14. Nouveau // When saying this word, be careful you aren’t telling someone you have “no vew” (because it’s kind of close to “view”) . Instead, aim for “new vo.” This word means: new.
  15. Oh là là // It’s more “oh” than “ooh”. This expression is used to express surprise or excitement. In English it’s also taken on a sexual innuendo that doesn’t really exist in French.
  16. Potpourri // Once again, the “t” is silent in this one. It also doesn’t mean quite the same thing in French as it does in English. In English it is a mixture of perfumed dried petals and spices. In French it refers to a musical medley or a mix of diverse things.
  17. Reconnaissance // It’s not “ray-con-a-since” but “rey-coh-nay-sahnse”. This word means: military observation of a region or preliminary research.
  18. Route // The pronunciation of this word often depends on the accent of those using it. You can hear the difference between the French pronunciation of the word and an alternative pronunciation I’ve heard living in the US. Also, the expression en route, is also often pronounced “in route” in English. The “en” sounds more like “ahn” than “in” in French.
  19. Sans // In English this word is said similar to the word “sands” but without the “d”. In French it sounds more like “sohn”. This word means: without.
  20. Niche // Many English speakers pronounce this word so that it sounds like “nitch” rather than the French pronunciation which sounds more like “neesh”. This words: a distinct place within a market; or a recess in a wall or surface.
  21. Voilà // It’s definitely a “v” at the beginning of this one and not a “w”. This word means: there it is. It’s an exclamation.

So there you have it! Now you’re armed with the proper pronunciations of the words above to impress your friends with your knowledge of the French language.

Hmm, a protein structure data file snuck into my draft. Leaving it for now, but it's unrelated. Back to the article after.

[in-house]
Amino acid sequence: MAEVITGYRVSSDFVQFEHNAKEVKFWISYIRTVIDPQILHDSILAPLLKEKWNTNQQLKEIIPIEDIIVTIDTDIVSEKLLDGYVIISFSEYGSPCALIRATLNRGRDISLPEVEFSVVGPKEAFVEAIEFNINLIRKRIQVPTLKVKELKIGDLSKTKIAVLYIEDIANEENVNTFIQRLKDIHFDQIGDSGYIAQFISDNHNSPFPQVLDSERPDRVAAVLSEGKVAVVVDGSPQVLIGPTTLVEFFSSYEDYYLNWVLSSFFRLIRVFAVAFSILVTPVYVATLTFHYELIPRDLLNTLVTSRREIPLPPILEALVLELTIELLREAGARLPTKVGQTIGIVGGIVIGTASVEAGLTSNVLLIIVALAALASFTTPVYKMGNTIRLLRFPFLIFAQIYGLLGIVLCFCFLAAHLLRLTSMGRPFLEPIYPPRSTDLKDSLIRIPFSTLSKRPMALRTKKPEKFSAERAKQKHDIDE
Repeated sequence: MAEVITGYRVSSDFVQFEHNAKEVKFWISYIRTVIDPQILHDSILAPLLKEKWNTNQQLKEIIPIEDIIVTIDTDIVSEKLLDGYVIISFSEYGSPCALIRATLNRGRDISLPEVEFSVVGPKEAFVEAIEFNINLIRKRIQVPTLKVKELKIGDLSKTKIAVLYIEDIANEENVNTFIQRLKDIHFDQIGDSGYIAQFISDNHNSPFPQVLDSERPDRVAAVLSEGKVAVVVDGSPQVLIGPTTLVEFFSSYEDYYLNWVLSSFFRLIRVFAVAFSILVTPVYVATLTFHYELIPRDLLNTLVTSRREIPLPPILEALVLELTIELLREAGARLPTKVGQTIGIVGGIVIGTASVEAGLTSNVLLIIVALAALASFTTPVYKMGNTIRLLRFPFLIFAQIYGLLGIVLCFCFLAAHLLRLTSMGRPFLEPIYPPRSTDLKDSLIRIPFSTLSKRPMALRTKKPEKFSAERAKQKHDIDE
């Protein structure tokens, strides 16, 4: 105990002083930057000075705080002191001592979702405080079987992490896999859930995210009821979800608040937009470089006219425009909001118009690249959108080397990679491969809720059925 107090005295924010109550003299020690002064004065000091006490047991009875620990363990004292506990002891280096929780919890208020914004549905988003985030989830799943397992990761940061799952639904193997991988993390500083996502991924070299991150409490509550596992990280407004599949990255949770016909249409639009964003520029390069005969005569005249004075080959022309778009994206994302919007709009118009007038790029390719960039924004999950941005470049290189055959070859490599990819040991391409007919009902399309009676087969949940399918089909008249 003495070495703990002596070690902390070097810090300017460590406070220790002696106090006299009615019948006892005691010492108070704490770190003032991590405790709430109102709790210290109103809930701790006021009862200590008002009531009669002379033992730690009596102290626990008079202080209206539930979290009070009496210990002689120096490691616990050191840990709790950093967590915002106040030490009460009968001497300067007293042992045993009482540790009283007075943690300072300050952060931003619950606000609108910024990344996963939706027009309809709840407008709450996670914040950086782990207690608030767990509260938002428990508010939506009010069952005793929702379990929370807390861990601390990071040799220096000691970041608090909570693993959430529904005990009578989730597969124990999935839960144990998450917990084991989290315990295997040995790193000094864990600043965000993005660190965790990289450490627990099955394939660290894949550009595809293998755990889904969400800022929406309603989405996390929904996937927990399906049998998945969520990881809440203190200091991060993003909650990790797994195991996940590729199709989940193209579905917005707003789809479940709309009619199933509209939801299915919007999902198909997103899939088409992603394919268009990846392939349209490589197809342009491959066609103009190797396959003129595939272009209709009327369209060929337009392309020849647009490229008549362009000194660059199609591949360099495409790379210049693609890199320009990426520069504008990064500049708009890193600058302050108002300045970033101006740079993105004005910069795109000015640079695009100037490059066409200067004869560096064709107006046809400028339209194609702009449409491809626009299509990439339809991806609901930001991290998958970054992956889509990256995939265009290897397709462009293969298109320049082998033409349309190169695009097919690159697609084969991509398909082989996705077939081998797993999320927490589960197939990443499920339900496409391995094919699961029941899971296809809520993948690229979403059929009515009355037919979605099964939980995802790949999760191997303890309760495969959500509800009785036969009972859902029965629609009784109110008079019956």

But if your former pronunciation has you feeling a little discouraged or embarrassed, don’t worry. There are a few words that are pronounced in English quite close to their French equivalents: déjà vu, bon voyage, à la mode (even if we use this differently in English on occasion), crème de la crème, avant-garde, faux pas, and je ne sais quoi. Touché.

Do you think any words are missing from this list? I’d love to know what they are in the comments!

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  • Love this! And a great idea including the audio! Merci, Shannon! 🙂

  • Great list, Shannon! The words with consonants at the end are definitely the difficult ones in my experience. Also, the ‘i’ sound in French is very different to what it sounds like in other languages – in English, it’s very short and in Polish it’s not as soft as the French ‘i’. The same letter but so many different ways to pronounce it!

    • Thanks Agnieszka! I know what you mean about finals. When you think you’ve got it down, you suddenly stumble across one where the ending is pronounced (like fleur-de-lis). Vowels can certainly be tricky too! In my new language I’m struggling with exactly that.

  • Really great post! I’d argue that cul-de-sac has come into the (British?) English language so well now that the English way of saying it is fine. In the same way that people don’t say “ka-ra-o-ke” like in Japanese but “ka-riii-okiii”. I can’t believe bookoo is a word though!

    • Yeah, I can see that. I think a few of the words on the list could probably count as words that have come into the English language, but I thought it would be fun to include them.

      Bookoo is definitely a word I’ve heard quite a bit in the US!

  • Great post! I think I have been pronouncing these correctly since I did take 2 years of french haha. 🙂 But I def butcher other languages.

    • Thanks Esther! Congrats on the good pronunciation 😉 I too have been known to totally mess up the pronunciation of words in languages I’m unfamiliar with (and even sometimes languages I AM familiar with – oops).

  • jemblue

    I have to correct a few here:

    “Chaise” does not sound like “shayz” but more like “shez.” “Longue” should sound like “lohng” with a long “o”.

    “Nouveau” is pronounced like “noo vo”. I know some people pronounce “new” like “noo” but many do not, so I would avoid that spelling.

    In “reconnaissance,” the first syllable is “reu” (rhyming with “deux”) not “rey”.

    And “voilà” can be pronounced with either a “v” or “w” sound, depending on the context. When it’s used by itself it often has the “w” sound, whereas if it’s followed by other words it has the “v” sound.

  • ricoliv

    “Coup de grace” (insert circumflex over the a) is frequently mispronounced as “cou de grah” by Anglophones.

    • You’re right! I missed this one. Thanks for adding it here in the comments. I’ve also heard it “coop de grah”